“Michaela?” I stood in her doorway.
“Oh, Nathalie.” She looked up at me. Her beautiful face was streaked with tears.
“He… he hit me!”
I stepped into her room, and kneeled down beside her. How could somebody do this to my sister, even if she was an idiot? “Tell me what happened.” I whispered sympathetically.
“I was trying to break up with him, but he wouldn’t let me. And he hit me!” She was bawling now, and I placed my hand on her back to comfort her. It took me five minutes to calm her down, and then she told me something that I honestly did not want to hear. “It’s not the first time.” She gulped. “He’s done it before. He does it all the time. But this time was the worst.” And she was right. A large purple bruise was forming on her right cheek. “He’s so possessive.” She almost relapsed into a crying fit, but she held her breath. “I know this is a harmful relationship. I felt unsafe, so I tried to break it off. But…”
“It’s alright, Michaela.” I coughed, tears caught just underneath my eyelids. “He’s not here. At least he left the house.”
“He said he was coming back. He said he was going to hurt me.” She laid her head back into her hands, her strawberry blonde waves falling back over her bruised face. “I don’t know what to do,” she sniffled. “I don’t know what to do.”
I stood up. “Where are you going?” she asked, looking up at me.
“Hang on. I’ll be right back.” I ran throughout the house, locking all the doors that led outside, and all the windows too, just to be safe. I didn’t want Tom coming in. And I didn’t want Michaela going out.
I went into the kitchen and micro-waved a bag of popcorn, Michaela’s comfort food. I sprinkled it with salt and drizzled it with extra butter. When I went back into her room, she was standing, wiping her face, not sad now, but her face looked more determined.
“He won’t do it again.” She said. “I’m sure of it. He’s probably just worried about losing me and threatened to hurt me if I leave him. So he won’t do it if I just stay with him. He loves me.”
“No, Michaela.” She didn’t deserve this torture. My eyebrows knitted together, and I handed her the bag of popcorn. She refused it. “No, Michaela.” I repeated. “He’s going to hurt you if you stay with him, so you will be scared to leave.”
Michaela laughed once. “I’m not scared!” But her moist eyes told me otherwise. She pulled a pack of great grandmother Anne’s cigarettes and a lighter out of her pocket. She stuck one in her mouth and lit it.
I rolled my eyes. “Michaela, you can’t do this. It’s unhealthy.”
“Well, yeah. But I mean staying with Tom. He’s dangerous.”
“No he’s not. And I can do whatever I want.” But then we heard a window break. Michaela fell to her knees, clutching me. Her eyes grew large. “Nathalie!” Apparently locking everything did not stop someone from getting in.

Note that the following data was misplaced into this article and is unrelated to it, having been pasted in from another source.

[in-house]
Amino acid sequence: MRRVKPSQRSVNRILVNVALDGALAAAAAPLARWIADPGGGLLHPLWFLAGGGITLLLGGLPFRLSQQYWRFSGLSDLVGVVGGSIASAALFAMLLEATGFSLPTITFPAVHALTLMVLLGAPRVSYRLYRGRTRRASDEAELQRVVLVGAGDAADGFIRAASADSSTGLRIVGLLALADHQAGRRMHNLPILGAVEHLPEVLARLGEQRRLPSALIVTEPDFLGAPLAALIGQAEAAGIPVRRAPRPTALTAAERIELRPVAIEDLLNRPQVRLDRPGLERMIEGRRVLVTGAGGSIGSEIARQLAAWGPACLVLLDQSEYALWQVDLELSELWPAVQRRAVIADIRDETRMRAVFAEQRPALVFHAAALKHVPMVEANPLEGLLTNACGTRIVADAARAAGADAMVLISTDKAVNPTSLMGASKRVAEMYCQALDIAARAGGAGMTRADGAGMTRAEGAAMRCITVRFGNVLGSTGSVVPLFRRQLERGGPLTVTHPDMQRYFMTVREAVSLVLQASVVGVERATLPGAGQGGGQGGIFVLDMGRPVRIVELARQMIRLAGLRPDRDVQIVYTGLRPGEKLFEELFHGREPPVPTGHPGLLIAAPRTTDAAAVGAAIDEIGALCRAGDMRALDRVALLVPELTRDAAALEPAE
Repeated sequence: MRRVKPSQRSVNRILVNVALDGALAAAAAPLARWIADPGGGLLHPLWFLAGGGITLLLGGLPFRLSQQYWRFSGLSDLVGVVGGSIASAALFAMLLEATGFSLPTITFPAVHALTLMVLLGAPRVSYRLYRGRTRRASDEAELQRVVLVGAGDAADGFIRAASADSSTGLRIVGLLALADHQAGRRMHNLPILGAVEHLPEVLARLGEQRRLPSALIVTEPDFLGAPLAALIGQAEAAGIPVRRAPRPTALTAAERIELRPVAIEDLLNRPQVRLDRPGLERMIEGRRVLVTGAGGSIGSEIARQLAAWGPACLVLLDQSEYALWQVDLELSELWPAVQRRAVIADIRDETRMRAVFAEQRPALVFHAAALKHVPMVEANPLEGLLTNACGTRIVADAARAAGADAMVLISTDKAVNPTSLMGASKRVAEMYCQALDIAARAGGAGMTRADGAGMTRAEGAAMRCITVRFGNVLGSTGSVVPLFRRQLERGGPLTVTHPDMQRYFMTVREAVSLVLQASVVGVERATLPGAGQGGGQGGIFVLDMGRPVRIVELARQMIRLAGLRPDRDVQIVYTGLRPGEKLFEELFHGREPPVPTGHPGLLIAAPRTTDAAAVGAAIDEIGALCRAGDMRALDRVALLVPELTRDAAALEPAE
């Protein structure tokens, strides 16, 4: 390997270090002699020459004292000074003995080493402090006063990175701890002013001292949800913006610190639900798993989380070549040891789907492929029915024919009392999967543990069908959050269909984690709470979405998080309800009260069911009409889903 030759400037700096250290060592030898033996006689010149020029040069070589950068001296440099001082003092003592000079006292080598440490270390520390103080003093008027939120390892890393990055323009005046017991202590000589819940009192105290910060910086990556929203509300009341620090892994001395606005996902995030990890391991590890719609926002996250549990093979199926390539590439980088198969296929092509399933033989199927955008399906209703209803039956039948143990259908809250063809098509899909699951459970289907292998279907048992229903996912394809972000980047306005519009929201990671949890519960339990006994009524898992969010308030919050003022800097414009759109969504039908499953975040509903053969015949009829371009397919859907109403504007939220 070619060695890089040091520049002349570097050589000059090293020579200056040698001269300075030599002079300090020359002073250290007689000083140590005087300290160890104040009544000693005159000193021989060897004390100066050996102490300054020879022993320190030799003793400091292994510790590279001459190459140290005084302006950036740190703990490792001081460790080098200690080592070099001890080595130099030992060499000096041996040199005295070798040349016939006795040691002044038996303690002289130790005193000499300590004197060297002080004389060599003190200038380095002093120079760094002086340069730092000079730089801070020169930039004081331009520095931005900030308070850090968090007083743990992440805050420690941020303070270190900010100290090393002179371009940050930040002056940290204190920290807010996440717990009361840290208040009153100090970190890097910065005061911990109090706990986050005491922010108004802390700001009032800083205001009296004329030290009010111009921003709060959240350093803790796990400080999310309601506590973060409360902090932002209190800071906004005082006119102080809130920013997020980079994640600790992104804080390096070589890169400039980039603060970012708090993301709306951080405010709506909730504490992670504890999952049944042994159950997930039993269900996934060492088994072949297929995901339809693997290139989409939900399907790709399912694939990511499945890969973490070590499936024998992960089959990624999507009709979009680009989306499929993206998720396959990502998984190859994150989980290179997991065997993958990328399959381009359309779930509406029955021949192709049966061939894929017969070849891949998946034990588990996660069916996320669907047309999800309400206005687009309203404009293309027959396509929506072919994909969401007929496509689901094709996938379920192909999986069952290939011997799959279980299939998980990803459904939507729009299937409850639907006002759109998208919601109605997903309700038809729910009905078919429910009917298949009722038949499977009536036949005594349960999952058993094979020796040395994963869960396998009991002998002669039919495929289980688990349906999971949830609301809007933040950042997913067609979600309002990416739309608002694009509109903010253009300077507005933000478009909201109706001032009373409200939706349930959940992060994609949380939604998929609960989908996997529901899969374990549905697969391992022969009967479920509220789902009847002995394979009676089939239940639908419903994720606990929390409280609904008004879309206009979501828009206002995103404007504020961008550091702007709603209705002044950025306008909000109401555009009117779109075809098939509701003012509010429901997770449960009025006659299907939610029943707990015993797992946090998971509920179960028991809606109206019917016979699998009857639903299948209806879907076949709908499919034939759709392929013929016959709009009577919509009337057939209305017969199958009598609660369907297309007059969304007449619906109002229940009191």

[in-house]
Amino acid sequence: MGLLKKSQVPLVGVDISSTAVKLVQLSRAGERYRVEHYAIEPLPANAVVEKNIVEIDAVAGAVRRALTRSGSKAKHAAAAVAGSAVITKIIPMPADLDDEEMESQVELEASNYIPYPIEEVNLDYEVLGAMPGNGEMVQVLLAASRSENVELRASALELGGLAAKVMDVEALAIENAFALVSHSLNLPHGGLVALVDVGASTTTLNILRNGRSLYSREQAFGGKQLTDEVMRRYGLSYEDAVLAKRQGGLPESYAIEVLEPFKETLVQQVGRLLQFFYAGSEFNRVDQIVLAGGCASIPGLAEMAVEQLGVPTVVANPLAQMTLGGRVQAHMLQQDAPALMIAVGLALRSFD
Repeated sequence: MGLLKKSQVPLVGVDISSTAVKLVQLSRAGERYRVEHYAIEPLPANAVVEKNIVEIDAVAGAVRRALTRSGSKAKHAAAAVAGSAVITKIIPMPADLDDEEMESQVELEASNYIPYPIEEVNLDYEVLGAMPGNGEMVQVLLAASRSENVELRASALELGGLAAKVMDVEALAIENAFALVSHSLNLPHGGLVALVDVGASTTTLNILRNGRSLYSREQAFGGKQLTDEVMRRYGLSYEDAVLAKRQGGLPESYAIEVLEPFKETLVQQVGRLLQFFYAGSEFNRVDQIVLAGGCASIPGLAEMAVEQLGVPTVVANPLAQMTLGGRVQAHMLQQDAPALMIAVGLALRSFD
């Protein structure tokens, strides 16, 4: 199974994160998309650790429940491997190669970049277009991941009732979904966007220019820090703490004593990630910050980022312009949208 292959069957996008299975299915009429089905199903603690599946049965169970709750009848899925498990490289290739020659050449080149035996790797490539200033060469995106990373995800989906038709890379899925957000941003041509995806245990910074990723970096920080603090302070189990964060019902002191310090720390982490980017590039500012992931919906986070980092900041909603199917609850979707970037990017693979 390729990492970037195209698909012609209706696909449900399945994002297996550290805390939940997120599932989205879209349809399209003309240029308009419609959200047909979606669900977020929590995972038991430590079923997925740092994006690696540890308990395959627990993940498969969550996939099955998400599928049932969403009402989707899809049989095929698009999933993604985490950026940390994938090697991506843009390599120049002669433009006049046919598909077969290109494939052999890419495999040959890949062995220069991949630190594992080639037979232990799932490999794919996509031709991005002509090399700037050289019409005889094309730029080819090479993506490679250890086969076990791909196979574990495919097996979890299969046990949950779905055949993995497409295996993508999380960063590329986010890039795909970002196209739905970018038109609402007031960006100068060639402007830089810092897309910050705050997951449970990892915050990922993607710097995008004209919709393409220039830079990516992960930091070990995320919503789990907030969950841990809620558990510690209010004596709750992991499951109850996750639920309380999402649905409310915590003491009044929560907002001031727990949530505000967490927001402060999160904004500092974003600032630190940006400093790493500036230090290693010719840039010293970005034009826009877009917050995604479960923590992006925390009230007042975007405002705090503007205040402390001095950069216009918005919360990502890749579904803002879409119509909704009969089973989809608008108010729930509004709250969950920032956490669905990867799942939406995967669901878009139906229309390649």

Then Tom appeared at Michaela’s bedroom door, soaked from the rain, and holding a baseball bat. She screamed. I did to.
It must have been right about then that I blacked out because I don’t remember anything I did from then until I came back into consciousness.
It was dark. I was outside, soaked from the rain. I recognized the setting as our neighborhood park. I stood on the wet grass near a large tree, but next to me, the ground had been overturned. It was just a grassless area of land, the dirt dark and dry, despite the weather. I looked down at myself and panicked. My hands and shirt were covered in blood.
Holding in my breath, I glanced around. There was no one to be seen. I stumbled backwards, but managed to keep myself standing upright. I saw in the grass, a trail. The grass was pressed down to the dirt, and covered in more blood, as if something had been dragged. I felt my heart pounding in my chest. Reluctantly, I followed the trail. After walking for what seemed like an hour, but was probably only about five minutes, I arrived at the open back door of my house, which was now unlocked. The blood trail continued. I slowly entered and let the trail lead me to the bottom of the staircase, where an enormous puddle of crimson sat threateningly. I glanced up to see the stairs clean. Someone had taken a tumble.
I heard a whimper.
“Michaela!” I managed to yelp. Ignoring the pool of blood, I stumbled up the stairs as fast I could. At the top was a baseball bat. It was clean, no blood smeared on it. The whimpering became a frightened cry. I ran to the source of the crying, Michaela’s room. It was dark.
“Michaela?” I cried, flicking on the lights. Cowering in the corner of Michaela’s room was the rain-soaked Tom. He glanced up at me, his eyes bulging with fear.
All I remember is that it was raining. All I know is that my sister is safe.